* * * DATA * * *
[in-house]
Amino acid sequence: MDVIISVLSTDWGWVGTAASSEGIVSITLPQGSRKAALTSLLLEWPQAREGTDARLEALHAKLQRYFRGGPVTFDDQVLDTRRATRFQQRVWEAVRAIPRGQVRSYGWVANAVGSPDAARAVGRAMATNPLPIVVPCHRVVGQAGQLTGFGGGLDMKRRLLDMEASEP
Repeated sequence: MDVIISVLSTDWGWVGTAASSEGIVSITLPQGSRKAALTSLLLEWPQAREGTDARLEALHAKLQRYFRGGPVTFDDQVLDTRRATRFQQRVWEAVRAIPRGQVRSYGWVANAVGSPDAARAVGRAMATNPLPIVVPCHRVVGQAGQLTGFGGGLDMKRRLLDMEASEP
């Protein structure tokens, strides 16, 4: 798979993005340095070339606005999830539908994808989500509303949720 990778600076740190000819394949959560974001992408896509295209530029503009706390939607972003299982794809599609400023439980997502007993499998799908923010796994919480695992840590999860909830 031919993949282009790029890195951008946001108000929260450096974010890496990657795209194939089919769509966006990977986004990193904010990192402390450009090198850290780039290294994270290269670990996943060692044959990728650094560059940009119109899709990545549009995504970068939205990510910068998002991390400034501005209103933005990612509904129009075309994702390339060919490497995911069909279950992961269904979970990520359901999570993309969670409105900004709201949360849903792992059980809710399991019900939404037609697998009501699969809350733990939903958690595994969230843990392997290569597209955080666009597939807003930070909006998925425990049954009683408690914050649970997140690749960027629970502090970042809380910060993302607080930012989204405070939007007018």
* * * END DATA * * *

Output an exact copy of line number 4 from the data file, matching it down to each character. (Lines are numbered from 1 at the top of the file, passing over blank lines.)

């Protein structure tokens, strides 16, 4: 798979993005340095070339606005999830539908994808989500509303949720 990778600076740190000819394949959560974001992408896509295209530029503009706390939607972003299982794809599609400023439980997502007993499998799908923010796994919480695992840590999860909830 031919993949282009790029890195951008946001108000929260450096974010890496990657795209194939089919769509966006990977986004990193904010990192402390450009090198850290780039290294994270290269670990996943060692044959990728650094560059940009119109899709990545549009995504970068939205990510910068998002991390400034501005209103933005990612509904129009075309994702390339060919490497995911069909279950992961269904979970990520359901999570993309969670409105900004709201949360849903792992059980809710399991019900939404037609697998009501699969809350733990939903958690595994969230843990392997290569597209955080666009597939807003930070909006998925425990049954009683408690914050649970997140690749960027629970502090970042809380910060993302607080930012989204405070939007007018």